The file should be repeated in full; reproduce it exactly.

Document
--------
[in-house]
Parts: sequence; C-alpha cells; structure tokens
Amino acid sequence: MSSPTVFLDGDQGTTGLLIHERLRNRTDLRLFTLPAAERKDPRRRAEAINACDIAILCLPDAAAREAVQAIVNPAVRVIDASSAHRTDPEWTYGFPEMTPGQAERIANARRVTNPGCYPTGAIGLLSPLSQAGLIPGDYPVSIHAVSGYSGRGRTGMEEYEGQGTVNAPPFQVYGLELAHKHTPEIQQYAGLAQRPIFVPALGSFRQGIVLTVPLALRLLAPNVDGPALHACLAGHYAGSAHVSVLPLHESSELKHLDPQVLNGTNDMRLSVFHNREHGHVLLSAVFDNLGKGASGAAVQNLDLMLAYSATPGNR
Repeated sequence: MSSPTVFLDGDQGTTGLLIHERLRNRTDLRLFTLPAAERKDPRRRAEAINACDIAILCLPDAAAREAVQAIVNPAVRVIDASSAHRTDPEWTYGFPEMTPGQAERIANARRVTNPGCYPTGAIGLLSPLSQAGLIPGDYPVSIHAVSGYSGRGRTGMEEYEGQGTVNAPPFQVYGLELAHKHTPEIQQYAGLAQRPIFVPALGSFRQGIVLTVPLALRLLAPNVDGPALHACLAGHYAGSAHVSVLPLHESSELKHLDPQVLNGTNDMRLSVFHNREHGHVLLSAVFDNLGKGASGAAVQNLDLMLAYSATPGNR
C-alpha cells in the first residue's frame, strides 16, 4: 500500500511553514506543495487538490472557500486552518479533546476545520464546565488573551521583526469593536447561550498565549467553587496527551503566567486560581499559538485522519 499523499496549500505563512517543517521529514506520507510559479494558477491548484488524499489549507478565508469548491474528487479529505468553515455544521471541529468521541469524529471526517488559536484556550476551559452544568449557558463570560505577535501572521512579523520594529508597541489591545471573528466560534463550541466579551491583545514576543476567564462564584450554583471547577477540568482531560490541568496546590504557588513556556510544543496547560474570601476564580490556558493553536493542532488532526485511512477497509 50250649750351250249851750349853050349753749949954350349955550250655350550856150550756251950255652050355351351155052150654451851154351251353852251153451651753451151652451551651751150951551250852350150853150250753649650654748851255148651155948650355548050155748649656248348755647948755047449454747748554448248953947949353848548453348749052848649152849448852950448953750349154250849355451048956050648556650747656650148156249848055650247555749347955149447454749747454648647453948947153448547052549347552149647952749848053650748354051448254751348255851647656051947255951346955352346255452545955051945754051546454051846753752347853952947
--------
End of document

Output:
[in-house]
Parts: sequence; C-alpha cells; structure tokens
Amino acid sequence: MSSPTVFLDGDQGTTGLLIHERLRNRTDLRLFTLPAAERKDPRRRAEAINACDIAILCLPDAAAREAVQAIVNPAVRVIDASSAHRTDPEWTYGFPEMTPGQAERIANARRVTNPGCYPTGAIGLLSPLSQAGLIPGDYPVSIHAVSGYSGRGRTGMEEYEGQGTVNAPPFQVYGLELAHKHTPEIQQYAGLAQRPIFVPALGSFRQGIVLTVPLALRLLAPNVDGPALHACLAGHYAGSAHVSVLPLHESSELKHLDPQVLNGTNDMRLSVFHNREHGHVLLSAVFDNLGKGASGAAVQNLDLMLAYSATPGNR
Repeated sequence: MSSPTVFLDGDQGTTGLLIHERLRNRTDLRLFTLPAAERKDPRRRAEAINACDIAILCLPDAAAREAVQAIVNPAVRVIDASSAHRTDPEWTYGFPEMTPGQAERIANARRVTNPGCYPTGAIGLLSPLSQAGLIPGDYPVSIHAVSGYSGRGRTGMEEYEGQGTVNAPPFQVYGLELAHKHTPEIQQYAGLAQRPIFVPALGSFRQGIVLTVPLALRLLAPNVDGPALHACLAGHYAGSAHVSVLPLHESSELKHLDPQVLNGTNDMRLSVFHNREHGHVLLSAVFDNLGKGASGAAVQNLDLMLAYSATPGNR
C-alpha cells in the first residue's frame, strides 16, 4: 500500500511553514506543495487538490472557500486552518479533546476545520464546565488573551521583526469593536447561550498565549467553587496527551503566567486560581499559538485522519 499523499496549500505563512517543517521529514506520507510559479494558477491548484488524499489549507478565508469548491474528487479529505468553515455544521471541529468521541469524529471526517488559536484556550476551559452544568449557558463570560505577535501572521512579523520594529508597541489591545471573528466560534463550541466579551491583545514576543476567564462564584450554583471547577477540568482531560490541568496546590504557588513556556510544543496547560474570601476564580490556558493553536493542532488532526485511512477497509 50250649750351250249851750349853050349753749949954350349955550250655350550856150550756251950255652050355351351155052150654451851154351251353852251153451651753451151652451551651751150951551250852350150853150250753649650654748851255148651155948650355548050155748649656248348755647948755047449454747748554448248953947949353848548453348749052848649152849448852950448953750349154250849355451048956050648556650747656650148156249848055650247555749347955149447454749747454648647453948947153448547052549347552149647952749848053650748354051448254751348255851647656051947255951346955352346255452545955051945754051546454051846753752347853952947